Miyata says that for Daikin, the Middle East and Africa region offers great potential. “Most countries are developing and increasing their budgets for infrastructure projects,” he says. “Hence we foresee more construction projects, with trends to use energy-efficient solutions.”
Speaking from Panasonic’s Middle East strategy, Matsubara says that the company is also placing greater focus on the region. “In the past, Panasonic could not develop specific products to meet local requirements,” he says. “We just developed for Japan and the Asian market. Then we try to bring those items to other regions like Middle East or Africa, but we are recently trying to change our way. People’s requirement for each region is different, so now we are trying to develop products according to local requirements.”
“Panasonic’s commercial air conditioner market share in the region is low,” Matsubara says, “because we didn’t have a branch for product line- ups, so other competitors took market share.” Matsubara says the company is set to introduce commercial air conditioners and ventilation. Currently, Matsubara says, Panasonic enjoys good market share for the residential segment and the company is targeting commercial segments.
Further elaborating on trends in the region, Al Ghussein says, there has been an uptake in demand for variable refrigerant flow (VRF) technology, gleaning from the company’s increasing sales. “VRF is now able to replace chillers,” he says, “where the only solution possible before was a chiller and, in certain scenarios, a split.” In certain buildings, such as malls and airports, he says, chillers are more economical; however, in conditioning small zones, VRF is ideal. “There are certain pros and cons with each,” he says, “but I think it’s a segment of the market that is fastest growing, and that is globally, not just in the Middle East. The reason is it fits in sweetly in a specific segment. It’s the best solution and it’s the most efficient solution.”
Matsubara says that concerns with regard to air pollution and IAQ are similarly gaining traction in the Middle East and that the company is developing products with this trend in mind. Soon, Matsubara says, the company aims to introduce a new model of DC that will reduce energy consumption, with the PM2.5 filter developed especially for the region, taking into account concerns on sand particles and dust for residential and commercial buildings.
Price tag and lack of regulation – bottlenecks for greater market share?
The price tag attached to high quality products associated with a Japanese brand, while often overlooked, is still a bottleneck in a reportedly cost- centric market. Gleaning from the company’s experience, Miyata says Daikin is proactive in raising awareness on the benefits of a more long-term approach in choosing equipment. “We started to fully promote only inverter products across our region,” he says. “Our aim is to educate the market to use high efficient products, and not only think about initial investment, but rather think about the life-cycle cost.”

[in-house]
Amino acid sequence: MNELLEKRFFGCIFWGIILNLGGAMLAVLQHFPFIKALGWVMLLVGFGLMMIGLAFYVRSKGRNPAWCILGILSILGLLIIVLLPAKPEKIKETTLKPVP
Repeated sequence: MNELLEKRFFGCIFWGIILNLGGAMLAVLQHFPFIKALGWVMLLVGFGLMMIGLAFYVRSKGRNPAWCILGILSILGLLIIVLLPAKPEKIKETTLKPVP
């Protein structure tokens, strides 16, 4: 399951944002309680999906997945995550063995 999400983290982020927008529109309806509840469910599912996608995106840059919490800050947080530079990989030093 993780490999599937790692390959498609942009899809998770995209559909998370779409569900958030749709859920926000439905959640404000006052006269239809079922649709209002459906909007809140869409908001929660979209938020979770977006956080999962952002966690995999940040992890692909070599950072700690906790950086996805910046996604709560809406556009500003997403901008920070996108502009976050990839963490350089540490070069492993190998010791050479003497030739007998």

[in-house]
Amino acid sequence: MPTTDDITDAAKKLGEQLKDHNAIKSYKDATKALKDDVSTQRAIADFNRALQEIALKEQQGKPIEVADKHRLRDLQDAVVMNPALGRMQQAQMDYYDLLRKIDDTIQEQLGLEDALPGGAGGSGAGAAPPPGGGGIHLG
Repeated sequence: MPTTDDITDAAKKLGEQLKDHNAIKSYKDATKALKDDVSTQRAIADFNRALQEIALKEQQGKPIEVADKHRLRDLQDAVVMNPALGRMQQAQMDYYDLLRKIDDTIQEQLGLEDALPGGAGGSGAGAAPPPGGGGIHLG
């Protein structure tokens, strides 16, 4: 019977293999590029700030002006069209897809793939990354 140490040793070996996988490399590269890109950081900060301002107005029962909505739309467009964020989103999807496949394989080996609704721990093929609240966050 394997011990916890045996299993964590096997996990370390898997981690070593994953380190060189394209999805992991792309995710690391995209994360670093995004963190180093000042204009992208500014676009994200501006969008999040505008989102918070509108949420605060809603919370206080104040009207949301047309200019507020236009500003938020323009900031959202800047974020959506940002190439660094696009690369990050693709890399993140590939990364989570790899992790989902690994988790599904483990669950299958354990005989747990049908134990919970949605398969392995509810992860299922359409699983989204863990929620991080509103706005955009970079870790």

Commenting on the introduction of regulations in the region, Al Ghussein says that while there is a positive move forward, there is much room for improvement. “Fujitsu worked very closely with ESMA in helping develop regulation,” he says. “They worked with other AC manufacturers, but Fujitsu played a significant role in guiding them, which we welcome very much. We welcome regulations, because we are selling a product that is high-end, it’s expensive and it’s expensive because it’s quality. There used to be no controls here, so you have a lot of products a lot cheaper without any proper regulations.”
Regulation in this sector in the Middle East, Al Ghussein says, began in Saudi Arabia following erratic oil prices. “[Saudi Arabia] began to realise that if they continued on this current trend, they would become a net importer of energy because of their consumption,” he says, stressing that air conditioning is responsible for the bulk of the consumption for the region. Despite a recent move towards regulation, Al Ghussein says that subsidies often deter consumers from buying efficient air conditioners as the full burden of electricity cost is not realised. “The other disconnect,” he adds, “is sometimes the developer is not the person who will pay the electrical consumption, so if we will go up to some people and say, look you have this project and we offer you a system that is 30% more efficient, they don’t get it.” While commending initiatives such as the Abu Dhabi Pearl Rating system, Al Ghussein notes that such good building practices are not yet a norm across all projects, especially in the private sector. Awareness, he says, is key and regulation is welcome to help move the dial.
Matsubara believes that there will be a growing trend in Middle East countries to cut subsidies for electricity. This, he say, will serve as a catalyst for greater appreciation on the importance of energy saving which, he believes, is gaining more traction in the region as it echoes the trends of other developed countries such as the United States and countries in Europe.
As the Middle East countries showcase greater recognition of the finite nature of their resources, growing concern towards electricity consumption, coupled with sustainable development goals, could reportedly create a gap in the market for Japanese manufacturers to leverage their experience in addressing energy insecurity as a means of competitive advantage.